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American Muslims

Muslims have been helping to build and shape the United States since before the country was founded, and their stories are undeniably woven into American history.  

 

  • Some historians estimate that Christopher Columbus, on his famous journey across the Atlantic, carried with him a book written by Portuguese Muslims who had navigated to the New World as early as the 12th Century.

  • The first documented Muslim in America, Estevancio of Azamor, was a Moroccan guide who landed in Florida in 1539.

  • Historical records establish the presence of Spanish Moors in South Carolina by the late 1700s.  

 

The first substantial influx of Muslims to America came through the slave trade.  

 

 

Decades later, following the Civil War and Emancipation and seeking the freedom and economic opportunity America now offered, a diverse array of Muslim immigrants came to our shores.  

 

With the post-WWII expansion of U.S. immigration policies, Muslims from Palestine, Iraq, Egypt, South-east Asia, and Africa began migrating to America, settling in Michigan, Iowa, Ohio and the Dakotas and integrating into their new communities, building mosques and Quranic schools where they laid down roots.  

 

By 1960, there were an estimated 230 mosques across North America.  Additionally, the early 20th Century was a time of rebirth for many African Americans who began to discover and identify with their Islamic heritage. Muslims of African-American heritage currently make up an estimated 40 percent of the American Muslim population.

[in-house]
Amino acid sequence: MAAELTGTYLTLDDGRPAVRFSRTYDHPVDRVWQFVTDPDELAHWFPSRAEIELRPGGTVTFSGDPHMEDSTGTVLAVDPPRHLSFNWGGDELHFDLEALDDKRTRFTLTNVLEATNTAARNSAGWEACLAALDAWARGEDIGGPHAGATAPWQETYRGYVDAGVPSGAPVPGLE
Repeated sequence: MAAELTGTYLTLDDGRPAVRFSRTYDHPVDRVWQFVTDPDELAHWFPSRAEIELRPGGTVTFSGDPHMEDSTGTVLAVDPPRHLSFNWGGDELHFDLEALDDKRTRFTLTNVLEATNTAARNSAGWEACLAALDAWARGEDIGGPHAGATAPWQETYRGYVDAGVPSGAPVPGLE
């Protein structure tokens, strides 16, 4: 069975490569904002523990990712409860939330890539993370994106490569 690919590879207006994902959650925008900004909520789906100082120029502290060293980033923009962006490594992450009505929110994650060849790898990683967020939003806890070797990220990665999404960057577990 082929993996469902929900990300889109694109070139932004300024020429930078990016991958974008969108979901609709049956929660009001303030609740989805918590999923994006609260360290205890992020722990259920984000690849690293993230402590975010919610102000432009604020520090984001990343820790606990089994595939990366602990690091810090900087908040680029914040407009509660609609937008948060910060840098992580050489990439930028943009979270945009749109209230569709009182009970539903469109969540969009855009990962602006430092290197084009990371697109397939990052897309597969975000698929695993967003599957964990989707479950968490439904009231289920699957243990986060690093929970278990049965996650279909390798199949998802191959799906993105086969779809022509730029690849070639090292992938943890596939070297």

• Today, it’s believed that between four and seven million Americans are Muslim, including the thousands of American Muslims serving in the U.S. military.  Many have given their lives to protect their fellow Americans and defend our country from harm.  

  • Muslim soldiers fought on behalf of our ideals of freedom and liberty in the Revolutionary War, the War of 1812, the Civil War, and World Wars I and II. More than 3,500 Muslim-American soldiers deployed to Iraq and Afghanistan in the U.S.‒led War on Terror.  

 

During the 2016 U.S. presidential election, Pakistani-born Capt. Humayun Khan became the face of American Muslim military service when his parents spoke at the Democratic National Convention of their son’s service and sacrifice for his country. 

 

  • Capt. Khan was killed in Iraq in June 2004 when a taxi attempted to breach his checkpoint at the entrance of an American military compound; the driver, a suicide bomber, detonated a device that killed Capt. Kahn but spared the lives of the nearby soldiers whom Khan had instructed to stand back.  

  • He was posthumously awarded the Purple Heart and the Bronze Star, as his efforts to halt the approaching car saved the lives of hundreds of U.S. soldiers inside the nearby compound.

 

American Muslims have been critical in the effort to protect the United States from further acts of terror in the post‒9/11 world. Since September 2001, the Muslim-American community has helped security and law enforcement officials prevent nearly two of every five al Qaeda terrorist plots threatening the United States, and tips from the Muslim-American community are the largest single source of initial information to authorities about these plots.